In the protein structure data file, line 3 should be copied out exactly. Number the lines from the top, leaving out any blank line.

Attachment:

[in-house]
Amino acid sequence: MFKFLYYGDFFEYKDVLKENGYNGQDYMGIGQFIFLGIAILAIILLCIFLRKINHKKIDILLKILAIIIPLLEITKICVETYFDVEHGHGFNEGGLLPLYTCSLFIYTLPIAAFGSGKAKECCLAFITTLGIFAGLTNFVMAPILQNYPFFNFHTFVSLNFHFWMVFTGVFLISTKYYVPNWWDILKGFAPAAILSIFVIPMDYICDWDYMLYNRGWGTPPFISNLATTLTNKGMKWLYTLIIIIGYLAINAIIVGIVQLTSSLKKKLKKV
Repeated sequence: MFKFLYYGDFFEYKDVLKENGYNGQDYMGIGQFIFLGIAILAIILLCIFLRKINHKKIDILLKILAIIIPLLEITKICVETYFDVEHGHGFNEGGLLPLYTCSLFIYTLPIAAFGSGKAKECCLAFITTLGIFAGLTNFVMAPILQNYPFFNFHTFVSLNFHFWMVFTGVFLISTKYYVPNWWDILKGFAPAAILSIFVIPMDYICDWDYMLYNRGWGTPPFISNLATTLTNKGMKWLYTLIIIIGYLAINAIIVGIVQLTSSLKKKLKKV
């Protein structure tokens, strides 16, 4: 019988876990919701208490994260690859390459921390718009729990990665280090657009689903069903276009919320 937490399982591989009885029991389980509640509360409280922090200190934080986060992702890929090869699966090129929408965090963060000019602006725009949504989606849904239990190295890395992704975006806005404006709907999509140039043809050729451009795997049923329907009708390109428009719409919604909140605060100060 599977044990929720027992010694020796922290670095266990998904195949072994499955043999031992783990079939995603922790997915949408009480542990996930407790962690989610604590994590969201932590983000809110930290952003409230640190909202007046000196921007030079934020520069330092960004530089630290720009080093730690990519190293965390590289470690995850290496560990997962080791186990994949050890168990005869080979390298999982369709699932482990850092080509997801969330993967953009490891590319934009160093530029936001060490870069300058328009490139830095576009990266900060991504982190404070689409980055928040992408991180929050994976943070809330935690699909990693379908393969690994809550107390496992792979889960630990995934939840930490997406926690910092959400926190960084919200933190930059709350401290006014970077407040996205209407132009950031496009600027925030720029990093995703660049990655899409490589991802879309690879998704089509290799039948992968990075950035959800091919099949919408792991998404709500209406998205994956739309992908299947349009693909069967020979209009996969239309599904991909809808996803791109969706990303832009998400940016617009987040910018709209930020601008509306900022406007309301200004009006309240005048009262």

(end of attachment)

Repeated sequence: MFKFLYYGDFFEYKDVLKENGYNGQDYMGIGQFIFLGIAILAIILLCIFLRKINHKKIDILLKILAIIIPLLEITKICVETYFDVEHGHGFNEGGLLPLYTCSLFIYTLPIAAFGSGKAKECCLAFITTLGIFAGLTNFVMAPILQNYPFFNFHTFVSLNFHFWMVFTGVFLISTKYYVPNWWDILKGFAPAAILSIFVIPMDYICDWDYMLYNRGWGTPPFISNLATTLTNKGMKWLYTLIIIIGYLAINAIIVGIVQLTSSLKKKLKKV